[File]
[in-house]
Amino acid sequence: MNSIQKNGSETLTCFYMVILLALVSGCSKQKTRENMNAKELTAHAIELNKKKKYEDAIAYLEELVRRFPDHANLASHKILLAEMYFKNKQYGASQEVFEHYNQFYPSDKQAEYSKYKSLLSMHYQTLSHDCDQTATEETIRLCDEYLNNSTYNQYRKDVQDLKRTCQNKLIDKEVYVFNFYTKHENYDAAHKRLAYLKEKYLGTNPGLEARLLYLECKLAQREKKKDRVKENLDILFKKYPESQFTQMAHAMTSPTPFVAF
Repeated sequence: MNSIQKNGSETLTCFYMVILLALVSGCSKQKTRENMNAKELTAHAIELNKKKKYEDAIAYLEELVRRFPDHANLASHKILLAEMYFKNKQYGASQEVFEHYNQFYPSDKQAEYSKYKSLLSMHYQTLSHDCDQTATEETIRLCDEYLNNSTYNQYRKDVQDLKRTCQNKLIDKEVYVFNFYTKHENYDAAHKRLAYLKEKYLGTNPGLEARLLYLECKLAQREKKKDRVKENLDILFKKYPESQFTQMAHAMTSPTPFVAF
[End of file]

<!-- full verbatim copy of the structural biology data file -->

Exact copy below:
[in-house]
Amino acid sequence: MNSIQKNGSETLTCFYMVILLALVSGCSKQKTRENMNAKELTAHAIELNKKKKYEDAIAYLEELVRRFPDHANLASHKILLAEMYFKNKQYGASQEVFEHYNQFYPSDKQAEYSKYKSLLSMHYQTLSHDCDQTATEETIRLCDEYLNNSTYNQYRKDVQDLKRTCQNKLIDKEVYVFNFYTKHENYDAAHKRLAYLKEKYLGTNPGLEARLLYLECKLAQREKKKDRVKENLDILFKKYPESQFTQMAHAMTSPTPFVAF
Repeated sequence: MNSIQKNGSETLTCFYMVILLALVSGCSKQKTRENMNAKELTAHAIELNKKKKYEDAIAYLEELVRRFPDHANLASHKILLAEMYFKNKQYGASQEVFEHYNQFYPSDKQAEYSKYKSLLSMHYQTLSHDCDQTATEETIRLCDEYLNNSTYNQYRKDVQDLKRTCQNKLIDKEVYVFNFYTKHENYDAAHKRLAYLKEKYLGTNPGLEARLLYLECKLAQREKKKDRVKENLDILFKKYPESQFTQMAHAMTSPTPFVAF